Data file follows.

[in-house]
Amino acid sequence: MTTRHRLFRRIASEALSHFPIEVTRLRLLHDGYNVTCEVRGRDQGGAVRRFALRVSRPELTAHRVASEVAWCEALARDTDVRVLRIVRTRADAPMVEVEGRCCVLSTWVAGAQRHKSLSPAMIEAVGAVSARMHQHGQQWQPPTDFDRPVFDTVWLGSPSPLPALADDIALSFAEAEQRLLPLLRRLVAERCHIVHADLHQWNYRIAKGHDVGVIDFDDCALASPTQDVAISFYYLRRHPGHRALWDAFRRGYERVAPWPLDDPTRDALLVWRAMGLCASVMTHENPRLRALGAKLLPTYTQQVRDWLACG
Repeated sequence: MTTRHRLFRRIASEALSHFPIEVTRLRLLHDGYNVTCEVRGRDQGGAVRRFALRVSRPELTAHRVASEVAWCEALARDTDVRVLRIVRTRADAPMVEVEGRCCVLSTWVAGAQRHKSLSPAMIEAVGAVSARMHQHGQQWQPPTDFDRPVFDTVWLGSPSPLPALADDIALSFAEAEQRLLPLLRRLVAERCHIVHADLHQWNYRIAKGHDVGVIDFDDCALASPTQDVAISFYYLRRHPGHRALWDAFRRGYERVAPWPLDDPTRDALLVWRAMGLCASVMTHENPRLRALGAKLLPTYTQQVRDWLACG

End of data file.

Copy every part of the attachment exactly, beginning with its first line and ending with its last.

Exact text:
[in-house]
Amino acid sequence: MTTRHRLFRRIASEALSHFPIEVTRLRLLHDGYNVTCEVRGRDQGGAVRRFALRVSRPELTAHRVASEVAWCEALARDTDVRVLRIVRTRADAPMVEVEGRCCVLSTWVAGAQRHKSLSPAMIEAVGAVSARMHQHGQQWQPPTDFDRPVFDTVWLGSPSPLPALADDIALSFAEAEQRLLPLLRRLVAERCHIVHADLHQWNYRIAKGHDVGVIDFDDCALASPTQDVAISFYYLRRHPGHRALWDAFRRGYERVAPWPLDDPTRDALLVWRAMGLCASVMTHENPRLRALGAKLLPTYTQQVRDWLACG
Repeated sequence: MTTRHRLFRRIASEALSHFPIEVTRLRLLHDGYNVTCEVRGRDQGGAVRRFALRVSRPELTAHRVASEVAWCEALARDTDVRVLRIVRTRADAPMVEVEGRCCVLSTWVAGAQRHKSLSPAMIEAVGAVSARMHQHGQQWQPPTDFDRPVFDTVWLGSPSPLPALADDIALSFAEAEQRLLPLLRRLVAERCHIVHADLHQWNYRIAKGHDVGVIDFDDCALASPTQDVAISFYYLRRHPGHRALWDAFRRGYERVAPWPLDDPTRDALLVWRAMGLCASVMTHENPRLRALGAKLLPTYTQQVRDWLACG